Tip

Streamlining multi-hypervisor management with ease

As the number of heterogeneous virtualization environments continues to rise, so does the need for multi-hypervisor management tools and skills. Now, more than ever, it would be wise for virtualization administrators to learn how to manage and troubleshoot multiple virtualization platforms.

Luckily, multi-hypervisor management doesn’t have to be overly complicated or difficult. In fact, some traditional management tools, including

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PowerShell and System Center Virtual Machine Manager, can manage multiple hypervisors. Additionally, there are vSphere Client plug-ins that enable multi-hypervisor management, such as the XVP Manager and HotLink SuperVISOR.

More on multi-hypervisor management

New tool emerges for multi-hypervisor management

The multi-hypervisor management tool landscape

Mixing and matching virtualization platforms

HotLink SuperVISOR offers multi-hypervisor management through vCenter

Multi-hypervisor management through PowerShell

First, let’s start with the easy one: PowerShell. If you have managed a Hyper-V environment, then you’ve probably used PowerShell to perform some, if not most, of your daily tasks, such as creating virtual machines (VMs) and snapshots, migrating VMs among hosts and even retiring machines. If you haven’t yet dived into PowerShell, I suggest that you do so soon, as it’s the basis for many VMware management tools, such as VMware PowerCLI.

PowerCLI is a collection of tools, called cmdlets, which are written specifically for vSphere in the PowerShell scripting environment. If you have an understanding of PowerShell, then you only need to master cmdlets to navigate PowerCLI.

In general, PowerShell is a great knowledge set to have, because many software companies -- not strictly those that design products for VMware -- also provide PowerShell software development kits (SDKs), which offer management functionality through modules.

As a core product from Microsoft, Hyper-V has complete PowerShell and operating system integration built-in. XenServer still has limited PowerShell capabilities, although it has seen some significant improvements in the version 6.0 release of the SDK, and hopefully Citrix will continue to build on that. Meanwhile, VMware has demonstrated a solid commitment to PowerShell now and for the future.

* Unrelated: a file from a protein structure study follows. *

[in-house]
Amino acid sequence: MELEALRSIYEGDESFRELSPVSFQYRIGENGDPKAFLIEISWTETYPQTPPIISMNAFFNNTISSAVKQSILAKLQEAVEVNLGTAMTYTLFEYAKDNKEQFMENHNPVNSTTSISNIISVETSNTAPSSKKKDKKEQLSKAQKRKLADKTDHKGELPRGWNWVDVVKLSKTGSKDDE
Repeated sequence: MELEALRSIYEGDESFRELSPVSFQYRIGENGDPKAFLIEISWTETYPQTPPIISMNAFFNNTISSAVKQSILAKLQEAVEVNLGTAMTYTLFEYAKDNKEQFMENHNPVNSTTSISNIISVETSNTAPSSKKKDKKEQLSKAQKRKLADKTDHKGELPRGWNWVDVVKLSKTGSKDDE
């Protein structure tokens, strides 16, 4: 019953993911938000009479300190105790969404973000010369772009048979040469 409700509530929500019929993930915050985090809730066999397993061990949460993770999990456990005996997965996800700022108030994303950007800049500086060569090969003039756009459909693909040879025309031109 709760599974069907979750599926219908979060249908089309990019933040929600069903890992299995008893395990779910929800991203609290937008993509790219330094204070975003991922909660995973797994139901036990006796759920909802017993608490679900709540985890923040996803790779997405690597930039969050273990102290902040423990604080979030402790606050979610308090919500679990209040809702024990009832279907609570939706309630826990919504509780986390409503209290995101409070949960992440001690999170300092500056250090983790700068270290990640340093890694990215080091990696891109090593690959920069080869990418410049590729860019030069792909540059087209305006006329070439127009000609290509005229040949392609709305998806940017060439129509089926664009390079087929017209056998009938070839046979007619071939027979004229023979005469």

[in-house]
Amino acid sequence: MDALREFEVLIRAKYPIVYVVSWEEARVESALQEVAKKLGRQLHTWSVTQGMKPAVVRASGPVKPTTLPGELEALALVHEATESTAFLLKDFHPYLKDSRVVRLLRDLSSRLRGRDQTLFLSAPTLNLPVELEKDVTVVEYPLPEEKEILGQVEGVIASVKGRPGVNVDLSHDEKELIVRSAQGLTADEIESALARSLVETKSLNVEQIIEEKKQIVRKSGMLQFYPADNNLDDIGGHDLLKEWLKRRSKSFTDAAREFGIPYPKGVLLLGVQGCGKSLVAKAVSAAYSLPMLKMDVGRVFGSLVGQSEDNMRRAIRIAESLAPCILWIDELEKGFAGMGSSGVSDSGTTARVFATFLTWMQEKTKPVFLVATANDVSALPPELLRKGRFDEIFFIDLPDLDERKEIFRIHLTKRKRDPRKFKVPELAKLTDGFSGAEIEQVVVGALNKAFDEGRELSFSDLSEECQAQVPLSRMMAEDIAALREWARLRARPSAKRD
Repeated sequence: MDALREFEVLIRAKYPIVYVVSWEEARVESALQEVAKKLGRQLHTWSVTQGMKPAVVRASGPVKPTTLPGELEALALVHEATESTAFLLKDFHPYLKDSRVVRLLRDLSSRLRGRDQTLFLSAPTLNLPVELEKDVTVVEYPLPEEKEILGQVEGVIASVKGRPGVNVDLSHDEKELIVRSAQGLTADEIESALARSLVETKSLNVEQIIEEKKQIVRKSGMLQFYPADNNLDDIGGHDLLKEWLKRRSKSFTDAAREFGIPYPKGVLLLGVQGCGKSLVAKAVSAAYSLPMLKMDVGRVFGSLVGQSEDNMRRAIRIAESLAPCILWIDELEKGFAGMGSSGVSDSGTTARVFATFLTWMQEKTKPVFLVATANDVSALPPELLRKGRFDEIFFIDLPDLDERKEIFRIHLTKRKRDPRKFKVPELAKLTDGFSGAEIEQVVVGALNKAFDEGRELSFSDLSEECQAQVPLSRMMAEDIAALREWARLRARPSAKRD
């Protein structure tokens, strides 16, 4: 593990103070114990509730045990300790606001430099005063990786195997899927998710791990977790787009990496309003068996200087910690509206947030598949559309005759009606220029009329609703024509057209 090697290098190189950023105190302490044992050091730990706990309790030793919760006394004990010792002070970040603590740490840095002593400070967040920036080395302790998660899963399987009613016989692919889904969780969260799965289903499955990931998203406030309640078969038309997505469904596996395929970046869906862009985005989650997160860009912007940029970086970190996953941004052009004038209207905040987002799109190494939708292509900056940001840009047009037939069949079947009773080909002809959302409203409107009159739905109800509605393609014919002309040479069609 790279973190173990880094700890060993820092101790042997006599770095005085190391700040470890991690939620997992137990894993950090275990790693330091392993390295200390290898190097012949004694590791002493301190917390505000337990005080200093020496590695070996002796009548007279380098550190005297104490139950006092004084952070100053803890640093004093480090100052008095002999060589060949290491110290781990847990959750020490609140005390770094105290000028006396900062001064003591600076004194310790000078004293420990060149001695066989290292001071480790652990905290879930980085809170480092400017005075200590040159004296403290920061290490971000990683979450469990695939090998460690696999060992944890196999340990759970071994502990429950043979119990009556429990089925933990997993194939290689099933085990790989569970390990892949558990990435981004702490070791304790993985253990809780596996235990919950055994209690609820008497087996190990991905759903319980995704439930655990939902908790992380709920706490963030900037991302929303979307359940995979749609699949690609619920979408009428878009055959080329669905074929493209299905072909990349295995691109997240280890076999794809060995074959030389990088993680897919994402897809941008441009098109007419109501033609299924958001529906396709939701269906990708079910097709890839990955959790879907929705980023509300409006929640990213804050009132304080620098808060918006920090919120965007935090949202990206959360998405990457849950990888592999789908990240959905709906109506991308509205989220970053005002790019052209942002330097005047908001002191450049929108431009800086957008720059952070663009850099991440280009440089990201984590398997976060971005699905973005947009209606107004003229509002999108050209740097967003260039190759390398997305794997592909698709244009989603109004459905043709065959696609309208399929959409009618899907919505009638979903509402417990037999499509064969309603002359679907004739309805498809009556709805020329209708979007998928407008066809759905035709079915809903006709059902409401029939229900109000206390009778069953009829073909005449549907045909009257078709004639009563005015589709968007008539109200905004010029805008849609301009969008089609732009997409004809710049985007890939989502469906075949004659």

Using the vSphere Client for multi-hypervisor management

Historically, VMware software doesn’t work well with management tools from other vendors. VMware has always wanted admins to use the vSphere Client, or the vSphere Web Client since the release of vSphere 5.

In 2011, however, VMware posted the XVP Manager fling on the VMware Labs website. This plug-in allows you to manage Hyper-V hosts inside the vSphere Client, but it’s compatible only with vCenter 4.0 and 4.1. In addition, the XVP Manager has severely limited Hyper-V management capabilities. XVP only works with Microsoft's Virtual Machine Manager SP1, which is now outdated. It also does not allow you to actually manage a Hyper-V server, but rather limits you to configuring, importing and viewing statistics for the VMs. XVP is also unsupported by VMware because of its fling status.

While VMware developers gave an honest effort with the XVP Manager, it falls short in terms of multi-hypervisor management.

Multi-hypervisor management with System Center

Microsoft has really led the multi-hypervisor management charge with System Center Virtual Machine Manager 2012. This latest version raises the hypervisor-management bar and provides a more complete administrative interface for VMware, XenServer and Hyper-V. SCVMM 2012 allows for vSphere hosts and VMs to be brought into a library of machines, and allows you to perform most of VM control and migration tasks as if you were in vCenter. For XenServer, the tool basically eliminates the need for the XenCenter management console, allowing you to perform all VM management tasks within SCVMM. 

Behind the scenes, SCVMM mostly uses PowerShell for VMware management. Now offered as part of Microsoft’s Private Cloud offering, rather than a standalone product, SCVMM 2012 is worth taking a look at, even just for a trial run.

A new name in multi-hypervisor management

Another vendor called HotLink has recently emerged onto the multi-hypervisor management market. Founded in 2010, HotLink offers a vSphere Client plug-in that enables XenServer and Hyper-V management.

HotLink does not offer a trial version, and its website indicates the only way to look at the SuperVISOR plug-in is to attend one of its webinars. I have not personally used it, but from the screenshots and videos provided, however, it does look promising.

HotLink may face a problem if VMware discontinues the use of its traditional vSphere Client in favor of the vSphere Web Client. HotLink’s website indicates that SuperVISOR relies on the vCenter Client Plugin capability, which has not yet been ported over to the vSphere Web Client, and only works in the standalone client.

In my world of multi-hypervisor management on both server and client platforms, PowerShell is the key to my administration duties. I want to emphasize that you really should get to know this technology and understand how these virtualization platforms can be managed with PowerShell.

This was first published in May 2012

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